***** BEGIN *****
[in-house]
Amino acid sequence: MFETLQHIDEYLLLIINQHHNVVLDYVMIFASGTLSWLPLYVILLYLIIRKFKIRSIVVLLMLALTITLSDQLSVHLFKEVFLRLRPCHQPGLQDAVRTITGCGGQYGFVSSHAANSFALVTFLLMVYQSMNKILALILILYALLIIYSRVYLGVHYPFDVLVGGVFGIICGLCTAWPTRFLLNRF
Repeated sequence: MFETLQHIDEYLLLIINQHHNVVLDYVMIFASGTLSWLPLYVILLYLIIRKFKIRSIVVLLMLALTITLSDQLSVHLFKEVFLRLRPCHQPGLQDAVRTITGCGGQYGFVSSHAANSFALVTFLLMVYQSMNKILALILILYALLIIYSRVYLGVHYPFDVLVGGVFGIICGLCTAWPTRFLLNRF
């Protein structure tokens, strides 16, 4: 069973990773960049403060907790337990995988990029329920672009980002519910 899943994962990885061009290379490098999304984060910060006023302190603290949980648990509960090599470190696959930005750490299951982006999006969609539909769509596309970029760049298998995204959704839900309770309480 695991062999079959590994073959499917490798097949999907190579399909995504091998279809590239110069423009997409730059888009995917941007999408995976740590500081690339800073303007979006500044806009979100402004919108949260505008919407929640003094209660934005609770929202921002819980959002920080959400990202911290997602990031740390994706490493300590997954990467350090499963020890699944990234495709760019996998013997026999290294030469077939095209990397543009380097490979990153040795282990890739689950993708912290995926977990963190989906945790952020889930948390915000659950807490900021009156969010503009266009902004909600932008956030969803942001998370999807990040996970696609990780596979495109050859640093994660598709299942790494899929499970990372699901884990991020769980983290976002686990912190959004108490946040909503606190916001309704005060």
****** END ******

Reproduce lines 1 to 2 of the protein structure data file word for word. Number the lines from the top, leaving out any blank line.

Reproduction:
[in-house]
Amino acid sequence: MFETLQHIDEYLLLIINQHHNVVLDYVMIFASGTLSWLPLYVILLYLIIRKFKIRSIVVLLMLALTITLSDQLSVHLFKEVFLRLRPCHQPGLQDAVRTITGCGGQYGFVSSHAANSFALVTFLLMVYQSMNKILALILILYALLIIYSRVYLGVHYPFDVLVGGVFGIICGLCTAWPTRFLLNRF